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Elife. 2019 Oct 17;8. pii: e48943. doi: 10.7554/eLife.48943.

Cytoplasmic retention and degradation of a mitotic inducer enable plant infection by a pathogenic fungus.

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Instituto de Biología Funcional y Genómica (CSIC), Salamanca, Spain.
Department of Molecular Microbiology and Genetics, Institute for Microbiology and Genetics, Georg-August-University, Göttingen, Germany.


In the fungus Ustilago maydis, sexual pheromones elicit mating resulting in an infective filament able to infect corn plants. Along this process a G2 cell cycle arrest is mandatory. Such as cell cycle arrest is initiated upon the pheromone recognition in each mating partner, and sustained once cell fusion occurred until the fungus enter the plant tissue. We describe that the initial cell cycle arrest resulted from inhibition of the nuclear transport of the mitotic inducer Cdc25 by targeting its importin, Kap123. Near cell fusion to take place, the increase on pheromone signaling promotes Cdc25 degradation, which seems to be important to ensure the maintenance of the G2 cell cycle arrest to lead the formation of the infective filament. This way, premating cell cycle arrest is linked to the subsequent steps required for establishment of the infection. Disabling this connection resulted in the inability of fungal cells to infect plants.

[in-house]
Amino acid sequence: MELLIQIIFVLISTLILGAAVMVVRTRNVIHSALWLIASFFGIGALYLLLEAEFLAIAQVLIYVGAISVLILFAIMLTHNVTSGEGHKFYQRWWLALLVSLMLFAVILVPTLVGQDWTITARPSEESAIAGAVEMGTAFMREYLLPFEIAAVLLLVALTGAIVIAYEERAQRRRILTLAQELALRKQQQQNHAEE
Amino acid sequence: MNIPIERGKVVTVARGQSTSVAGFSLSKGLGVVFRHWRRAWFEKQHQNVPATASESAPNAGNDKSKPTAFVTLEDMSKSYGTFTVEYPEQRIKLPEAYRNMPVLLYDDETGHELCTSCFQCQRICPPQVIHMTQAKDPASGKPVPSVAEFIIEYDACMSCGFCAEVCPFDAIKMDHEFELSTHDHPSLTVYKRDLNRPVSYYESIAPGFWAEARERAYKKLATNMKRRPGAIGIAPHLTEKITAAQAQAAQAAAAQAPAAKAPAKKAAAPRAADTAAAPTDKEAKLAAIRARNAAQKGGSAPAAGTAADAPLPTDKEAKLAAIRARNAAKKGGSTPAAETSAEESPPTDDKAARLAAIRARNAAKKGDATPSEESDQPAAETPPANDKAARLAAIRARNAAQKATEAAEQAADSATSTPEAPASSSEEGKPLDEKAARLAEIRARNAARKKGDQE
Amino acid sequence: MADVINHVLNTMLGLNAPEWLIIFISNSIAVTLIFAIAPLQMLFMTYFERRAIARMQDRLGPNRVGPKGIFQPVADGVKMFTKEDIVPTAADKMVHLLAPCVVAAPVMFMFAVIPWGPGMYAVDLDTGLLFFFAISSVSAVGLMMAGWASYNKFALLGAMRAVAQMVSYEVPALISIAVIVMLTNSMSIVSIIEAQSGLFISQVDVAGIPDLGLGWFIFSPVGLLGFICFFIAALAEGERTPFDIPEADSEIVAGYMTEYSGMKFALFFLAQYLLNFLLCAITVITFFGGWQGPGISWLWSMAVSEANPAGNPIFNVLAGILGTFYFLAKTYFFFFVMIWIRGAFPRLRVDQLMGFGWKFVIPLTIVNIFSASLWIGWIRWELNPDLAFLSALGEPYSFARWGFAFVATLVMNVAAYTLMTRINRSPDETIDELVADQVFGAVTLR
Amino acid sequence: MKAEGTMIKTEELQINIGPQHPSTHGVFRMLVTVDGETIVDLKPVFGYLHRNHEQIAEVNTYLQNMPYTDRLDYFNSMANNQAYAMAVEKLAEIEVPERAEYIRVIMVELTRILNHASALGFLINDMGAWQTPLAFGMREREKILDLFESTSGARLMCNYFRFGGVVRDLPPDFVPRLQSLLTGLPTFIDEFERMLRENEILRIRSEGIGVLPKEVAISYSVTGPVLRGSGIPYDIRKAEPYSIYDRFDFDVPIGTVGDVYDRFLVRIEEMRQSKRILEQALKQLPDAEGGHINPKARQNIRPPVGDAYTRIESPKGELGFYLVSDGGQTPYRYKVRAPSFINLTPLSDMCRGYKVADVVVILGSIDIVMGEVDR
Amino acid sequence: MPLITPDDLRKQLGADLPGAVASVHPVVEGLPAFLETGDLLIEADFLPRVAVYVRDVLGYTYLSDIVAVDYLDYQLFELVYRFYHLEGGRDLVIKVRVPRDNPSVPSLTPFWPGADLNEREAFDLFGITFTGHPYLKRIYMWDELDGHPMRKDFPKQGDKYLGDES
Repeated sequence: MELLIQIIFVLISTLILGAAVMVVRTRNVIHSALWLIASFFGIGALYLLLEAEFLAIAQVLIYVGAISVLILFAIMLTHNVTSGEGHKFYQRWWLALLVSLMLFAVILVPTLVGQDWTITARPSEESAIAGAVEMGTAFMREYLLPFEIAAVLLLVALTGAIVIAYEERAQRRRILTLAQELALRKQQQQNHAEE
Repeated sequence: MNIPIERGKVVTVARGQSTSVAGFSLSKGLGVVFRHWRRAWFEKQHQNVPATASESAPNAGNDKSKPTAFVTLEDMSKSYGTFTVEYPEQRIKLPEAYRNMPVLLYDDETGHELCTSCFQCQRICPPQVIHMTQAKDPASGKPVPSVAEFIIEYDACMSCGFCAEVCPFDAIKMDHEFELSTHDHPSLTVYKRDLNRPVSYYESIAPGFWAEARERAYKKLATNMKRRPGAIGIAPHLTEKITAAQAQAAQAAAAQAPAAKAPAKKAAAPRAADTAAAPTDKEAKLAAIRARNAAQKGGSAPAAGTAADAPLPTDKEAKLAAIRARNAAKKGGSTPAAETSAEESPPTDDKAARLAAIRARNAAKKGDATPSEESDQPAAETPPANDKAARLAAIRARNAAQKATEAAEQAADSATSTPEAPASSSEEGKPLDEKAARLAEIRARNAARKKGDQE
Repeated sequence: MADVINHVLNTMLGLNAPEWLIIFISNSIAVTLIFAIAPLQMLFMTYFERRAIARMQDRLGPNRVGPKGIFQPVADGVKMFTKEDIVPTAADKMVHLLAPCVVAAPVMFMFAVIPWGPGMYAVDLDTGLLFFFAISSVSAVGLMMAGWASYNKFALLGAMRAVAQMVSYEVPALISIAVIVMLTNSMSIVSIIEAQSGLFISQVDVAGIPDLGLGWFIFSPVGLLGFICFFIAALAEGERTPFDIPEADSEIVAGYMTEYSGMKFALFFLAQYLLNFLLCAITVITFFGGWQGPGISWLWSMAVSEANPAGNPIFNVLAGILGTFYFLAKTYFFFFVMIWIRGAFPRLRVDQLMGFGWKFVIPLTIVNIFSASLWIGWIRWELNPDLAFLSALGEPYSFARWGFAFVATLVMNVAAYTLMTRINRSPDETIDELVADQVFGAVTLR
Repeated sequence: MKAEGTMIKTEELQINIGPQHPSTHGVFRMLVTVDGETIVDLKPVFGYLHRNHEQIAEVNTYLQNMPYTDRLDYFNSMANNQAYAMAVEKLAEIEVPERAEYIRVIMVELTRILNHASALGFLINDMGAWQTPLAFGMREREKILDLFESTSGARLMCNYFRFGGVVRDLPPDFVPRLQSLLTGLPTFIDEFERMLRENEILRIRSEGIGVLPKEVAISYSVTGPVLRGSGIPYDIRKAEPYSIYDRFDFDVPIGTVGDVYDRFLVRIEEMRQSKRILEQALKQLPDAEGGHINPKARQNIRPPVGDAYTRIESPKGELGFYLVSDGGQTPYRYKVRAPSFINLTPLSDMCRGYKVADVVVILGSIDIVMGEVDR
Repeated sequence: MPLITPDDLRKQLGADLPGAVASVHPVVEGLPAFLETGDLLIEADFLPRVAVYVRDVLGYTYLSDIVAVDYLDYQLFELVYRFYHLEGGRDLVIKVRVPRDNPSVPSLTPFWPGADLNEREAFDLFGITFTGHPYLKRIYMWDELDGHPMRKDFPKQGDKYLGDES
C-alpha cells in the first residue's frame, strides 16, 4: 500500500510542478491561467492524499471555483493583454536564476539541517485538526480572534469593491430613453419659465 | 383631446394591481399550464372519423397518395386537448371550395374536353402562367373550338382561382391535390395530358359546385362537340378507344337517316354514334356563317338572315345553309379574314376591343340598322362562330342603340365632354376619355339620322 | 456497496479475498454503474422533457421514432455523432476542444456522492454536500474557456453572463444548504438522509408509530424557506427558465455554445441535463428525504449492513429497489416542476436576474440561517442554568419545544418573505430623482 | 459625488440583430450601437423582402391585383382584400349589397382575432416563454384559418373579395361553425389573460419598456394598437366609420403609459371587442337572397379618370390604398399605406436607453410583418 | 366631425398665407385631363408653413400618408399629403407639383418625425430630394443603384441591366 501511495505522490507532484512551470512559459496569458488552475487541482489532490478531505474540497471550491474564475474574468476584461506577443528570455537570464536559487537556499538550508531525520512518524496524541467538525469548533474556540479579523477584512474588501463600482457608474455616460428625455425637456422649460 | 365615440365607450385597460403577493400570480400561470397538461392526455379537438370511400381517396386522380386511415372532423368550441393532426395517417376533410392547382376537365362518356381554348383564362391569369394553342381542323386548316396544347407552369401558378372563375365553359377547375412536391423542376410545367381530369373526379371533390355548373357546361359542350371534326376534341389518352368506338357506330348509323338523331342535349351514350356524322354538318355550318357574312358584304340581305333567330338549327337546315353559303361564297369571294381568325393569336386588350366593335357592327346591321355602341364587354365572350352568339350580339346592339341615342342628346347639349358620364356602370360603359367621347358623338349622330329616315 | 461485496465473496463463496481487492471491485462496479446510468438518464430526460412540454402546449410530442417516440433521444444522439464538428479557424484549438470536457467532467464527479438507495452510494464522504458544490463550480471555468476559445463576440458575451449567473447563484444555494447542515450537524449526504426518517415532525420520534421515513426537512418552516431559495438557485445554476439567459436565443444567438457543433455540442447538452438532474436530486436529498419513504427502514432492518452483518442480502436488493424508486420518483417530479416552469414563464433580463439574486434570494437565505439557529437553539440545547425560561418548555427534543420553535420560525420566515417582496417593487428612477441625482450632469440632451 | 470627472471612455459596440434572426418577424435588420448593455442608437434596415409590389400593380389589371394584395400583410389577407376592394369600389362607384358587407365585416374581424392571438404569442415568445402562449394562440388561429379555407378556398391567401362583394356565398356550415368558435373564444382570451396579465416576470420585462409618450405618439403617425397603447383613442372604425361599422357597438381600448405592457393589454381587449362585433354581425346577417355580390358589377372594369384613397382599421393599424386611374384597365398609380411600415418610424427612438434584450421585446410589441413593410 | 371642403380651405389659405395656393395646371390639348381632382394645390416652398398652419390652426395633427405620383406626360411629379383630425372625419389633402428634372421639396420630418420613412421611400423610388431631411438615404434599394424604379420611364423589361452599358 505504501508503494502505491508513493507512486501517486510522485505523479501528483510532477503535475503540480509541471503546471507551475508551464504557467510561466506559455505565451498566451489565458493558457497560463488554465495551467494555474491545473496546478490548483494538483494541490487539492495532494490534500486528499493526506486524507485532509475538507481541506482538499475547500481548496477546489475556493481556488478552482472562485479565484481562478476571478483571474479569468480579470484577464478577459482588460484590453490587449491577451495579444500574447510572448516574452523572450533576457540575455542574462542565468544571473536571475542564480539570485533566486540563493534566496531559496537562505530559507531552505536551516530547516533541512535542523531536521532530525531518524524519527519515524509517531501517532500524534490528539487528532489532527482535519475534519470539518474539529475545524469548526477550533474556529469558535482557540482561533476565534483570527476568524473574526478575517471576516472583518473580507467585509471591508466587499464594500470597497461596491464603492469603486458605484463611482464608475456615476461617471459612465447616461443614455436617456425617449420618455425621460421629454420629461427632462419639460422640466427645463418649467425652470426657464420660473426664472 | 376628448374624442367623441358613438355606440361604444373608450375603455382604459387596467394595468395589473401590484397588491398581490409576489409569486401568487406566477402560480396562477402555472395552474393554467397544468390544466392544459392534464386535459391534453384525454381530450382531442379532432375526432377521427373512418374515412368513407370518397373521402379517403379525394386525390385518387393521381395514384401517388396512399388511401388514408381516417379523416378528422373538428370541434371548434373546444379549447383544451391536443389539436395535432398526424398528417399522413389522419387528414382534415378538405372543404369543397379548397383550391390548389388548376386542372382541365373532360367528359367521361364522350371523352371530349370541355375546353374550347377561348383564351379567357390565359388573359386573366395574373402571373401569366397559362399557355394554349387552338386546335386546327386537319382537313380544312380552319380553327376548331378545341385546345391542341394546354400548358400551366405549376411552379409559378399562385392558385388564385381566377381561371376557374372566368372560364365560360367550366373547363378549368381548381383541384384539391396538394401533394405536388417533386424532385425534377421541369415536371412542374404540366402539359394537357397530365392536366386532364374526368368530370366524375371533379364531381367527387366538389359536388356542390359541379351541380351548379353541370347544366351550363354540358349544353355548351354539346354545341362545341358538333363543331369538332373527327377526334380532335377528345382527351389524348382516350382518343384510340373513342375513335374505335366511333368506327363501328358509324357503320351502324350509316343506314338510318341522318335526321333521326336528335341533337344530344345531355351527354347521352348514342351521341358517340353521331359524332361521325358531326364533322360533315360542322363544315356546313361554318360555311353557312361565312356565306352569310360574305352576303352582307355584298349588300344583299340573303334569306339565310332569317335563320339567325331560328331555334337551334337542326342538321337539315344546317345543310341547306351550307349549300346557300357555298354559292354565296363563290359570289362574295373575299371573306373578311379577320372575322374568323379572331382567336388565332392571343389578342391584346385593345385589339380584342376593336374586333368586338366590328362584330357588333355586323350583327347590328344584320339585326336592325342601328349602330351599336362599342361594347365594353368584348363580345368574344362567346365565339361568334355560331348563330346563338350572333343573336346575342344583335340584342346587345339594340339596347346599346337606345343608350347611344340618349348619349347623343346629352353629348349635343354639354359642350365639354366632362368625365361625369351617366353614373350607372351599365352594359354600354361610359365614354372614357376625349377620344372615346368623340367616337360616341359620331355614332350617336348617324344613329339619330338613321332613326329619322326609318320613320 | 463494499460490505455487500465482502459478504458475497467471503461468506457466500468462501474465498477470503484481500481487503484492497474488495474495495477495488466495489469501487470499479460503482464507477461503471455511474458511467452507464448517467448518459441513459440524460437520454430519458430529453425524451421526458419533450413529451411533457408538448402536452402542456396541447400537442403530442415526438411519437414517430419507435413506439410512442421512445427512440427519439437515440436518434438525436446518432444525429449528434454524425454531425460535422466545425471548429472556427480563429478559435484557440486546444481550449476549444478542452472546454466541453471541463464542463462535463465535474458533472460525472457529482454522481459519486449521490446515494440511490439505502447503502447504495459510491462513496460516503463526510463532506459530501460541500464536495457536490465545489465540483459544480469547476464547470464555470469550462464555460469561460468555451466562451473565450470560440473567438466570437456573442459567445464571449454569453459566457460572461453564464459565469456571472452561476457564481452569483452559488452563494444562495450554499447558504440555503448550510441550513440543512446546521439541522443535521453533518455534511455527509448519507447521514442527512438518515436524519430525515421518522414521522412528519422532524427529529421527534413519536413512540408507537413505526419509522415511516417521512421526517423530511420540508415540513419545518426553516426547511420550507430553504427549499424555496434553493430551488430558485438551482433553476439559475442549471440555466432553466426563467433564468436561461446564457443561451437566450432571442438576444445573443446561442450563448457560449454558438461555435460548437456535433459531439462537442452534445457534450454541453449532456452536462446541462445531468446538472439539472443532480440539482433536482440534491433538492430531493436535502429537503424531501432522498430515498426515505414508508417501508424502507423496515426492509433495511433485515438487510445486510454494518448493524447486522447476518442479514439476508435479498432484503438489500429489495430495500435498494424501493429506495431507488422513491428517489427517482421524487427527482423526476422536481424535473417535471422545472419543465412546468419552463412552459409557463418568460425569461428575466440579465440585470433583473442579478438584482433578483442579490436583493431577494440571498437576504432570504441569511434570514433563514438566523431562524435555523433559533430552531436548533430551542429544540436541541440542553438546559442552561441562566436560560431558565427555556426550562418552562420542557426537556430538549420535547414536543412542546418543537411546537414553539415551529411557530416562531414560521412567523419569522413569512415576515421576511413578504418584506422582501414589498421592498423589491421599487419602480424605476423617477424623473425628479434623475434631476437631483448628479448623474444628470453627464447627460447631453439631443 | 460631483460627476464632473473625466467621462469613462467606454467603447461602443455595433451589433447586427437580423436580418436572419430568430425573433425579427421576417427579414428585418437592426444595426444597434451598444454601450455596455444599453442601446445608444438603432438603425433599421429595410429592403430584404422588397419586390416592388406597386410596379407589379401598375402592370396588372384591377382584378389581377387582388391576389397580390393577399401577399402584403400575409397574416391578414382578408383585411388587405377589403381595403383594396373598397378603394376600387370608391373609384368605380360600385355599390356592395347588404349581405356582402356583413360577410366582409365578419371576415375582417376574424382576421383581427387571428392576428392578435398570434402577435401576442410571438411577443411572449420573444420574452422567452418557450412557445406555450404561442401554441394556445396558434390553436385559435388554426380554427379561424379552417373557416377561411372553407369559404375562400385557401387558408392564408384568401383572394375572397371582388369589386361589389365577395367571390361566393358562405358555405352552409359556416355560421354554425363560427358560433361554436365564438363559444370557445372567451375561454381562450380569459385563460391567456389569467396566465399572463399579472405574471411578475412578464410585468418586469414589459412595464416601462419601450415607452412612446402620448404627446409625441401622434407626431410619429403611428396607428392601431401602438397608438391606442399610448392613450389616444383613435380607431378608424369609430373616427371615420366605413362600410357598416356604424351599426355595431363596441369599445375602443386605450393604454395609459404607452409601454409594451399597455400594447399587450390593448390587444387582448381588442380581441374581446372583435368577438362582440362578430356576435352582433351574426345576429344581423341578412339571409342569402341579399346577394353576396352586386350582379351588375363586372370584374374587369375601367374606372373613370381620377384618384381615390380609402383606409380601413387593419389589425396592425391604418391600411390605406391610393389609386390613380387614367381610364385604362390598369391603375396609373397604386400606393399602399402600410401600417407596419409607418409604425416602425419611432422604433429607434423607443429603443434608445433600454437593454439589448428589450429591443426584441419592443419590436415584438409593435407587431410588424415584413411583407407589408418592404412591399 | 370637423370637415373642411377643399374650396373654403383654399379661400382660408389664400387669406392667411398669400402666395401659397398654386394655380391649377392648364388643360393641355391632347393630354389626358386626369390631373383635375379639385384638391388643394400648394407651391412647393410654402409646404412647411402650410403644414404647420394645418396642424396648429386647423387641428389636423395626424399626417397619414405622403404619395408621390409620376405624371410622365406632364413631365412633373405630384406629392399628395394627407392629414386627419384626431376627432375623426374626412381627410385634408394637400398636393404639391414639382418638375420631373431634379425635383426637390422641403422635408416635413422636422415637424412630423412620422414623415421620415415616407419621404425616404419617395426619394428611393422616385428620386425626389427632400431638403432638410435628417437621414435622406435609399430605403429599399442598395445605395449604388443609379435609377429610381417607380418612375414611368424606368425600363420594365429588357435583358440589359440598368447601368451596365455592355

Ustilago maydis; cell cycle arrest; developmental biology; fungal development; infectious disease; microbiology; pheromone signalling; virulence

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